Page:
Thursday, February 26, 2009

Chances are your MP is not on Facebook - but should they be?

It is always good to see an academic article generating debate and Andy Williamson's report for the Hansard Society has done just that in certain quarters. Well it will if you spin it a certain way. Andy's report is based on research among MPs to discover how they use the Internet. The findings are not earth-shattering though very interesting to those into such things. The conclusions are equally highly sensible; he argues for MPs to have a clear policy and strategy for going online, one linking with offline communication strategy, that MPs should think about the multiplier effect when using social networking (that one reader may tell another 10 or so), and to think about engaging with the communities that are key to them. That broad brush was spun by Emily Bell to argue that most MPs do not want 'connectivity' and 'avoid using Facebook or even email' and suggests that MPs who do not 'get' the Internet are about to be kicked out of their seats.
The most interesting thing about Bell's article is the comments it has generated, a 100 to this point which can be separated into a couple of camps broadly: the sceptics that think 'connectivity' is a good thing for MPs but something they would never consider - Almosta argues "they are scared s***less of being confronted by real people". Then there are those who suggest Facebook is the wrong place for politicians or indeed anything serious citing research to suggest it creates an audience of attention deficient and selfish individuals. Some of the inaccuracies are wonderful, such as the delightful comment by TristramShandy that "Lynn Featherstone, is great at responding promptly and constructively to emails - precisely because she's not the kind of bandwagon-hopping moron who thinks the illusion of accessibility is more important than the reality", sorry Tristram, Lynne is one of my friends on Facebook and quite and active user! But at the heart of the debate is the age old question of what is appropriate for political communication, is it the latest public fad or the old tried and tested methods? Facebook is not elitist, it may well be changing the way children interact, but if it was not the current sites it would be others. Should MPs embrace where the people are and will not doing so make them appear aloof and out of touch? Williamson's report shows some interesting data and raises interesting questions particularly about the future - email was once a minority communication tool among MPs, as were websites; now they are common and expected of all including parliamentary candidates. Will the future demand MPs have a version of Facebook or Twitter or something we have not yet even thought of, or should they resist and leave such innovations to the 20% or so early adopters? Big questions!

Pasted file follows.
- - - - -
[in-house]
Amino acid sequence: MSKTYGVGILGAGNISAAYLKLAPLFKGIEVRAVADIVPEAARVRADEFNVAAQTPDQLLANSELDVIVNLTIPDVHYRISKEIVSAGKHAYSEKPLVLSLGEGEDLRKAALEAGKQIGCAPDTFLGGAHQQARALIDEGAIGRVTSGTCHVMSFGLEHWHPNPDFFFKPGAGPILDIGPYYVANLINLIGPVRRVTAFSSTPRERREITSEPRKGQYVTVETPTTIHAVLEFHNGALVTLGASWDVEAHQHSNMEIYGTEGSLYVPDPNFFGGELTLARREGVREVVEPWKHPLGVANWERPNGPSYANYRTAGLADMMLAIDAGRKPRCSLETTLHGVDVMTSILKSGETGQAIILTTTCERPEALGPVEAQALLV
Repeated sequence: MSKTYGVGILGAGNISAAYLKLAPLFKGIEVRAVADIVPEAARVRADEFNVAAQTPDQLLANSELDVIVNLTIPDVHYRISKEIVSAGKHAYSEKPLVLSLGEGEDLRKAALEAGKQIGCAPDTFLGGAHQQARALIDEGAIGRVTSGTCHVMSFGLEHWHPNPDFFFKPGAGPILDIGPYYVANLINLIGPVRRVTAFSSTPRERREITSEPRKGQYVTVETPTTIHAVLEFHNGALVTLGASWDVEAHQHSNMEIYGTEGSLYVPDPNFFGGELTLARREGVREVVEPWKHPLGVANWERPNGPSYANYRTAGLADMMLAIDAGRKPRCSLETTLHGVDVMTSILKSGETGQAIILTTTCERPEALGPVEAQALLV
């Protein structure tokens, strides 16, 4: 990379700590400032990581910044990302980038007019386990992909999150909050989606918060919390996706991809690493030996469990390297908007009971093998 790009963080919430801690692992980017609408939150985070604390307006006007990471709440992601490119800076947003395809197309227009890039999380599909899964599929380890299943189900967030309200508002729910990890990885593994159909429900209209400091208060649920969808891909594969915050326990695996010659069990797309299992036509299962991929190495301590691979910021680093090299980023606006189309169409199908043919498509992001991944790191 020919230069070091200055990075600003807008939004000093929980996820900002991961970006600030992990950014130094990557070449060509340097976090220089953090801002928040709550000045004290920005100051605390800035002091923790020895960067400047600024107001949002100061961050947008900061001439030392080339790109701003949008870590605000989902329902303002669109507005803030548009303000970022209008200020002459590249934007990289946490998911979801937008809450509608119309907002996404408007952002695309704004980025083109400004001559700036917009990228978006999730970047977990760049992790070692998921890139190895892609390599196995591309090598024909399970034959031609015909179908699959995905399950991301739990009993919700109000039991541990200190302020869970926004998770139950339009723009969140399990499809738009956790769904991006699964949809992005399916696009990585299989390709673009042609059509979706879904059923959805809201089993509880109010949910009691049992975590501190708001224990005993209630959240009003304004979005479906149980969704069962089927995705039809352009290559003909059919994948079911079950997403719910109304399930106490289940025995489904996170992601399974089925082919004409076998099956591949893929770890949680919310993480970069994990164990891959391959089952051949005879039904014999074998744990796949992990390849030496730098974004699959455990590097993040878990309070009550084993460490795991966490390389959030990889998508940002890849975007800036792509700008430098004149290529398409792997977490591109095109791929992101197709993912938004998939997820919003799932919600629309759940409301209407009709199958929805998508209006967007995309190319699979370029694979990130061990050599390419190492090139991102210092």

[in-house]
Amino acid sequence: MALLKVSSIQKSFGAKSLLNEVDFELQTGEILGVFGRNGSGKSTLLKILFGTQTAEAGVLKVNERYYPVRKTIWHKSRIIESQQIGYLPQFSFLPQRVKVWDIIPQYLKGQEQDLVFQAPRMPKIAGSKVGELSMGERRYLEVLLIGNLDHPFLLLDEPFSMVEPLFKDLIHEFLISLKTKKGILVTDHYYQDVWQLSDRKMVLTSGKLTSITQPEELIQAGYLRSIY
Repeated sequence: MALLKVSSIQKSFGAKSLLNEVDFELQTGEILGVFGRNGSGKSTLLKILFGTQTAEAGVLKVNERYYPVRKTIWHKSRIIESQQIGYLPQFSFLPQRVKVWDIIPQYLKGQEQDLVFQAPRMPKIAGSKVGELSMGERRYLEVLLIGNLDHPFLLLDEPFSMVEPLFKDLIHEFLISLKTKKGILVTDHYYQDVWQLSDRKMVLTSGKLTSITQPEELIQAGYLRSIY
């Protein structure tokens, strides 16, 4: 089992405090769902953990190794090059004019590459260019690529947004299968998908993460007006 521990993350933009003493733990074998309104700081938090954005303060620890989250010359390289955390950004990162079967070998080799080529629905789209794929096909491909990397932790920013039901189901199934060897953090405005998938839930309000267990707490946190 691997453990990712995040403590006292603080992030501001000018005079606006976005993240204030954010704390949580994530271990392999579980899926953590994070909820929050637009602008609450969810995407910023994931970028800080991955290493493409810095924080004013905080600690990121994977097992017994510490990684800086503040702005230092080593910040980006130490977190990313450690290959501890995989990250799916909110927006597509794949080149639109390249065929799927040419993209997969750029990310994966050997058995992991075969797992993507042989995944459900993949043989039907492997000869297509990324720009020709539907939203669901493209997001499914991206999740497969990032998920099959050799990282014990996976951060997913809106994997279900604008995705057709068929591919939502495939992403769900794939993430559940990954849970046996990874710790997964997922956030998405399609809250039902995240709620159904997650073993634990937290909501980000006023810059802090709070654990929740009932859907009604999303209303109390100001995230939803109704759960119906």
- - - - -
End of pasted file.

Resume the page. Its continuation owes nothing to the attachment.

Monday, February 23, 2009

Is the web being taken seriously?

The hype, not just from the media but from all parties, is that the web is the new battleground. This is not just a post-Obama phenomenon, from Labour's Big Conversation to WebCameron to the invasion of Facebook by MPs and parties the Internet is being used more and more to promote parties.